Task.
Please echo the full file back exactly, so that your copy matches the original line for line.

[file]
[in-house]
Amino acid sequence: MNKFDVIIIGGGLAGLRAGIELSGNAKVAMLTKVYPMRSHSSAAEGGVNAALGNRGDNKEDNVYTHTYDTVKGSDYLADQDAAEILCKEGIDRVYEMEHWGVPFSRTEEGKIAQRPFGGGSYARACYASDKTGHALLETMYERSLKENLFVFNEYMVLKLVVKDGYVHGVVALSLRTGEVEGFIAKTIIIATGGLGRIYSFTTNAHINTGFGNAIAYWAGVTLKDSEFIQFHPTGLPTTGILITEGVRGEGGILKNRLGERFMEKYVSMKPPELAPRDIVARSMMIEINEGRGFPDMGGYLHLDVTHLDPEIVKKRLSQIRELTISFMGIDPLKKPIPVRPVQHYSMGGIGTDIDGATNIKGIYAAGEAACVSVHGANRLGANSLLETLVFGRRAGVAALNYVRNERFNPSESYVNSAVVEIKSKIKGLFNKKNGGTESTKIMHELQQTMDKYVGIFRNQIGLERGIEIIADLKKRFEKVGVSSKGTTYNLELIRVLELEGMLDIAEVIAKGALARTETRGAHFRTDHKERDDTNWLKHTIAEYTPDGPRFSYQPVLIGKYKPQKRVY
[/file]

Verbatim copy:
[in-house]
Amino acid sequence: MNKFDVIIIGGGLAGLRAGIELSGNAKVAMLTKVYPMRSHSSAAEGGVNAALGNRGDNKEDNVYTHTYDTVKGSDYLADQDAAEILCKEGIDRVYEMEHWGVPFSRTEEGKIAQRPFGGGSYARACYASDKTGHALLETMYERSLKENLFVFNEYMVLKLVVKDGYVHGVVALSLRTGEVEGFIAKTIIIATGGLGRIYSFTTNAHINTGFGNAIAYWAGVTLKDSEFIQFHPTGLPTTGILITEGVRGEGGILKNRLGERFMEKYVSMKPPELAPRDIVARSMMIEINEGRGFPDMGGYLHLDVTHLDPEIVKKRLSQIRELTISFMGIDPLKKPIPVRPVQHYSMGGIGTDIDGATNIKGIYAAGEAACVSVHGANRLGANSLLETLVFGRRAGVAALNYVRNERFNPSESYVNSAVVEIKSKIKGLFNKKNGGTESTKIMHELQQTMDKYVGIFRNQIGLERGIEIIADLKKRFEKVGVSSKGTTYNLELIRVLELEGMLDIAEVIAKGALARTETRGAHFRTDHKERDDTNWLKHTIAEYTPDGPRFSYQPVLIGKYKPQKRVY